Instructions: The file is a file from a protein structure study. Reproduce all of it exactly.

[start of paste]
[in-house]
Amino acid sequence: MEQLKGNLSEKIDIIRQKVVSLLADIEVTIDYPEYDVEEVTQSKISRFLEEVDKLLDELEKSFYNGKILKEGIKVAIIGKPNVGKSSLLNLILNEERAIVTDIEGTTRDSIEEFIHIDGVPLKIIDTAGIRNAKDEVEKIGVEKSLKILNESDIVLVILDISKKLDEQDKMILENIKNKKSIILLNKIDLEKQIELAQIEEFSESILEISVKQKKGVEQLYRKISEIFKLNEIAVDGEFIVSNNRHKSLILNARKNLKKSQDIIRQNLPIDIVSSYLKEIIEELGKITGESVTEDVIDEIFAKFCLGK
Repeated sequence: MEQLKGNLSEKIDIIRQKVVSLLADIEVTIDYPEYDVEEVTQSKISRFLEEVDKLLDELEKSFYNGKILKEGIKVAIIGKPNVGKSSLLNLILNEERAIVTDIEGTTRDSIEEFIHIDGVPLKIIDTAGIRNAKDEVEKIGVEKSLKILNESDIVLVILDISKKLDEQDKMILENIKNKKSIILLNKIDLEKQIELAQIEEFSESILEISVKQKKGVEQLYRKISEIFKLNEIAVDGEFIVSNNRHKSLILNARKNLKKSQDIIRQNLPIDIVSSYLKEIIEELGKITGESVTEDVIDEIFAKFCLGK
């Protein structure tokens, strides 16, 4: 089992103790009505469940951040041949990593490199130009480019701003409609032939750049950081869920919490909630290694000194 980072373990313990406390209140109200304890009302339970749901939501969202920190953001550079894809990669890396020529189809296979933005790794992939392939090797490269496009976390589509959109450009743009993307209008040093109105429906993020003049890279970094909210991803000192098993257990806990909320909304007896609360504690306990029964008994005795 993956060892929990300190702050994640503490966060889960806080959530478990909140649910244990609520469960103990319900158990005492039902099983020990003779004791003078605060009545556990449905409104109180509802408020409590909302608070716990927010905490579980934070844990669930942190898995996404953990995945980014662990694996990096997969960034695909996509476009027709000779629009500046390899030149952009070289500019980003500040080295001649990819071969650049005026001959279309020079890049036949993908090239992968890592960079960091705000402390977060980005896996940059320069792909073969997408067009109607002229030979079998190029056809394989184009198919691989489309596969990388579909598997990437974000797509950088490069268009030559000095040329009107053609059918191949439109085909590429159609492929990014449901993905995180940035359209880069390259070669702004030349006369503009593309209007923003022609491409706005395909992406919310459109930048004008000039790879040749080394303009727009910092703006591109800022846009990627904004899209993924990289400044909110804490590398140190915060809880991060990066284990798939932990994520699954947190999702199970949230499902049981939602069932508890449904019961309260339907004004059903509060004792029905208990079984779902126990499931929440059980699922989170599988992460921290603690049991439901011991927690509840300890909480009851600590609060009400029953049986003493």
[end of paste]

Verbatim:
[in-house]
Amino acid sequence: MEQLKGNLSEKIDIIRQKVVSLLADIEVTIDYPEYDVEEVTQSKISRFLEEVDKLLDELEKSFYNGKILKEGIKVAIIGKPNVGKSSLLNLILNEERAIVTDIEGTTRDSIEEFIHIDGVPLKIIDTAGIRNAKDEVEKIGVEKSLKILNESDIVLVILDISKKLDEQDKMILENIKNKKSIILLNKIDLEKQIELAQIEEFSESILEISVKQKKGVEQLYRKISEIFKLNEIAVDGEFIVSNNRHKSLILNARKNLKKSQDIIRQNLPIDIVSSYLKEIIEELGKITGESVTEDVIDEIFAKFCLGK
Repeated sequence: MEQLKGNLSEKIDIIRQKVVSLLADIEVTIDYPEYDVEEVTQSKISRFLEEVDKLLDELEKSFYNGKILKEGIKVAIIGKPNVGKSSLLNLILNEERAIVTDIEGTTRDSIEEFIHIDGVPLKIIDTAGIRNAKDEVEKIGVEKSLKILNESDIVLVILDISKKLDEQDKMILENIKNKKSIILLNKIDLEKQIELAQIEEFSESILEISVKQKKGVEQLYRKISEIFKLNEIAVDGEFIVSNNRHKSLILNARKNLKKSQDIIRQNLPIDIVSSYLKEIIEELGKITGESVTEDVIDEIFAKFCLGK
């Protein structure tokens, strides 16, 4: 089992103790009505469940951040041949990593490199130009480019701003409609032939750049950081869920919490909630290694000194 980072373990313990406390209140109200304890009302339970749901939501969202920190953001550079894809990669890396020529189809296979933005790794992939392939090797490269496009976390589509959109450009743009993307209008040093109105429906993020003049890279970094909210991803000192098993257990806990909320909304007896609360504690306990029964008994005795 993956060892929990300190702050994640503490966060889960806080959530478990909140649910244990609520469960103990319900158990005492039902099983020990003779004791003078605060009545556990449905409104109180509802408020409590909302608070716990927010905490579980934070844990669930942190898995996404953990995945980014662990694996990096997969960034695909996509476009027709000779629009500046390899030149952009070289500019980003500040080295001649990819071969650049005026001959279309020079890049036949993908090239992968890592960079960091705000402390977060980005896996940059320069792909073969997408067009109607002229030979079998190029056809394989184009198919691989489309596969990388579909598997990437974000797509950088490069268009030559000095040329009107053609059918191949439109085909590429159609492929990014449901993905995180940035359209880069390259070669702004030349006369503009593309209007923003022609491409706005395909992406919310459109930048004008000039790879040749080394303009727009910092703006591109800022846009990627904004899209993924990289400044909110804490590398140190915060809880991060990066284990798939932990994520699954947190999702199970949230499902049981939602069932508890449904019961309260339907004004059903509060004792029905208990079984779902126990499931929440059980699922989170599988992460921290603690049991439901011991927690509840300890909480009851600590609060009400029953049986003493």